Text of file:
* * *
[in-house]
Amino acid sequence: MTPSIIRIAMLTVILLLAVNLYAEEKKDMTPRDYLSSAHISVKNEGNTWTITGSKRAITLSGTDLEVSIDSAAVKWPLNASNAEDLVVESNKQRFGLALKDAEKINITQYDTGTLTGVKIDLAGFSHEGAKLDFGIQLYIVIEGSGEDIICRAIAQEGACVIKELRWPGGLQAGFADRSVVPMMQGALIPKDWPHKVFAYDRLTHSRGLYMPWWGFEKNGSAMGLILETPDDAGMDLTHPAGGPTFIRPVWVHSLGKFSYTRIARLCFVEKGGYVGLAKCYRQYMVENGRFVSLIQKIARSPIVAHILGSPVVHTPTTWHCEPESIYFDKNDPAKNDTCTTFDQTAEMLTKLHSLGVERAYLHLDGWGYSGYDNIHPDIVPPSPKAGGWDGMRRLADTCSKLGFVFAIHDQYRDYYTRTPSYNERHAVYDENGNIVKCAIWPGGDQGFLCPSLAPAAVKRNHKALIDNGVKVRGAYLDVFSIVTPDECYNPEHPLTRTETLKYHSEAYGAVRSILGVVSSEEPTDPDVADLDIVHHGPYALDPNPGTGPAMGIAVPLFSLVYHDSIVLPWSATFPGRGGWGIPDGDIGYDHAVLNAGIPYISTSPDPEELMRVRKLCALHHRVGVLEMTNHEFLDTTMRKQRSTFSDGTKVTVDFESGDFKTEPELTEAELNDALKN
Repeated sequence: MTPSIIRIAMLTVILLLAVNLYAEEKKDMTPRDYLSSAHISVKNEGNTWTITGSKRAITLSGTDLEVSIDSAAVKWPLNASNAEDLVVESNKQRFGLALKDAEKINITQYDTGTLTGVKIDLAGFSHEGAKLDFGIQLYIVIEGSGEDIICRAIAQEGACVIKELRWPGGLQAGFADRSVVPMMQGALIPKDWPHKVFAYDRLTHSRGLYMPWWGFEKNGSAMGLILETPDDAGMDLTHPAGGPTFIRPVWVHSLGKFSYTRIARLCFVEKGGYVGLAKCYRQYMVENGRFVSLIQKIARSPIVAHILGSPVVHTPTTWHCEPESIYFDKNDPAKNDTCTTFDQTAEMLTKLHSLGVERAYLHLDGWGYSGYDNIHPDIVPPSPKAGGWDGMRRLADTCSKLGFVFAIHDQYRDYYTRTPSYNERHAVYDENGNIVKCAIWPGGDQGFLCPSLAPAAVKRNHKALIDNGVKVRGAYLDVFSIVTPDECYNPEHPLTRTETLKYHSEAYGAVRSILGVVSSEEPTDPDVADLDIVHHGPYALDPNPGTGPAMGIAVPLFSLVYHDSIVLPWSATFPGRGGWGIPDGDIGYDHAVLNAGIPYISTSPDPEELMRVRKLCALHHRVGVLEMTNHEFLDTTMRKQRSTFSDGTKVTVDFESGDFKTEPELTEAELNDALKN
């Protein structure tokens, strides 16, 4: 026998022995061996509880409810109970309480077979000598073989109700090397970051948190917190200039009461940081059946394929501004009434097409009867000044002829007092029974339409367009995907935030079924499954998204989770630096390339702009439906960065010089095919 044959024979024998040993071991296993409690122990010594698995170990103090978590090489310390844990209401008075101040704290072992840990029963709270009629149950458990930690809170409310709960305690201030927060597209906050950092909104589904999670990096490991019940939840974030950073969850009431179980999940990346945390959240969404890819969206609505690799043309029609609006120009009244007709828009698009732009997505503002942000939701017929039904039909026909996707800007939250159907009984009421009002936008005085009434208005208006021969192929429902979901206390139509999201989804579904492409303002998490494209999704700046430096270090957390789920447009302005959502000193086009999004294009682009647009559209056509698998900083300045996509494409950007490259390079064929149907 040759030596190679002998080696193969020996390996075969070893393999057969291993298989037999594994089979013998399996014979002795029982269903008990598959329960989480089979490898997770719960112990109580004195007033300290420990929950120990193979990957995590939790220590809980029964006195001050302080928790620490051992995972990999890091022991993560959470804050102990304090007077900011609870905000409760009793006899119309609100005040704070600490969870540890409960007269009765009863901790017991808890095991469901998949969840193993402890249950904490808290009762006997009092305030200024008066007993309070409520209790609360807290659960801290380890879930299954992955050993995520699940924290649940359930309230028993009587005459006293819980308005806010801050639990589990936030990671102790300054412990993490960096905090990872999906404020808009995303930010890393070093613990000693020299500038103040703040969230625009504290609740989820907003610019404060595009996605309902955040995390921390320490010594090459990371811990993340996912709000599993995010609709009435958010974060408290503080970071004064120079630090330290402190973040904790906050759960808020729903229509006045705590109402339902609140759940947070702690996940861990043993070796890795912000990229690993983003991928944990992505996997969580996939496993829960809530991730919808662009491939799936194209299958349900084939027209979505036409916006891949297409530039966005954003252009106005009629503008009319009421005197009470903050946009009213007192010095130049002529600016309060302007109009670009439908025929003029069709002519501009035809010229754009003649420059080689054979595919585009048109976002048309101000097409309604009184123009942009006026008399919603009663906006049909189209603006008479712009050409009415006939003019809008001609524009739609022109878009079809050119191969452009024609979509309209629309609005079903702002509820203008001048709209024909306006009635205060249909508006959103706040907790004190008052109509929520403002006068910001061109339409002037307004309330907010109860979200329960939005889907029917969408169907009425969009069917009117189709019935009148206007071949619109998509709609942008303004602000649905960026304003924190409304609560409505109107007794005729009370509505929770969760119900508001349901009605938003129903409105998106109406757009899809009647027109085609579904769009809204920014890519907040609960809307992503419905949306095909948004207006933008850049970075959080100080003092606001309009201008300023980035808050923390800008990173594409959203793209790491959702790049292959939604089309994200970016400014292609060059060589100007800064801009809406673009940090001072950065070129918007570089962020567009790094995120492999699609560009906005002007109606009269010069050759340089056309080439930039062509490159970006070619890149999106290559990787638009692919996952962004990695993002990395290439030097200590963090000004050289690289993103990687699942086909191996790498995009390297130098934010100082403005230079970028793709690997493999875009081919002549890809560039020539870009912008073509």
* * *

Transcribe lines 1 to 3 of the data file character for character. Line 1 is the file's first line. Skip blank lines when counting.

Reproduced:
[in-house]
Amino acid sequence: MTPSIIRIAMLTVILLLAVNLYAEEKKDMTPRDYLSSAHISVKNEGNTWTITGSKRAITLSGTDLEVSIDSAAVKWPLNASNAEDLVVESNKQRFGLALKDAEKINITQYDTGTLTGVKIDLAGFSHEGAKLDFGIQLYIVIEGSGEDIICRAIAQEGACVIKELRWPGGLQAGFADRSVVPMMQGALIPKDWPHKVFAYDRLTHSRGLYMPWWGFEKNGSAMGLILETPDDAGMDLTHPAGGPTFIRPVWVHSLGKFSYTRIARLCFVEKGGYVGLAKCYRQYMVENGRFVSLIQKIARSPIVAHILGSPVVHTPTTWHCEPESIYFDKNDPAKNDTCTTFDQTAEMLTKLHSLGVERAYLHLDGWGYSGYDNIHPDIVPPSPKAGGWDGMRRLADTCSKLGFVFAIHDQYRDYYTRTPSYNERHAVYDENGNIVKCAIWPGGDQGFLCPSLAPAAVKRNHKALIDNGVKVRGAYLDVFSIVTPDECYNPEHPLTRTETLKYHSEAYGAVRSILGVVSSEEPTDPDVADLDIVHHGPYALDPNPGTGPAMGIAVPLFSLVYHDSIVLPWSATFPGRGGWGIPDGDIGYDHAVLNAGIPYISTSPDPEELMRVRKLCALHHRVGVLEMTNHEFLDTTMRKQRSTFSDGTKVTVDFESGDFKTEPELTEAELNDALKN
Repeated sequence: MTPSIIRIAMLTVILLLAVNLYAEEKKDMTPRDYLSSAHISVKNEGNTWTITGSKRAITLSGTDLEVSIDSAAVKWPLNASNAEDLVVESNKQRFGLALKDAEKINITQYDTGTLTGVKIDLAGFSHEGAKLDFGIQLYIVIEGSGEDIICRAIAQEGACVIKELRWPGGLQAGFADRSVVPMMQGALIPKDWPHKVFAYDRLTHSRGLYMPWWGFEKNGSAMGLILETPDDAGMDLTHPAGGPTFIRPVWVHSLGKFSYTRIARLCFVEKGGYVGLAKCYRQYMVENGRFVSLIQKIARSPIVAHILGSPVVHTPTTWHCEPESIYFDKNDPAKNDTCTTFDQTAEMLTKLHSLGVERAYLHLDGWGYSGYDNIHPDIVPPSPKAGGWDGMRRLADTCSKLGFVFAIHDQYRDYYTRTPSYNERHAVYDENGNIVKCAIWPGGDQGFLCPSLAPAAVKRNHKALIDNGVKVRGAYLDVFSIVTPDECYNPEHPLTRTETLKYHSEAYGAVRSILGVVSSEEPTDPDVADLDIVHHGPYALDPNPGTGPAMGIAVPLFSLVYHDSIVLPWSATFPGRGGWGIPDGDIGYDHAVLNAGIPYISTSPDPEELMRVRKLCALHHRVGVLEMTNHEFLDTTMRKQRSTFSDGTKVTVDFESGDFKTEPELTEAELNDALKN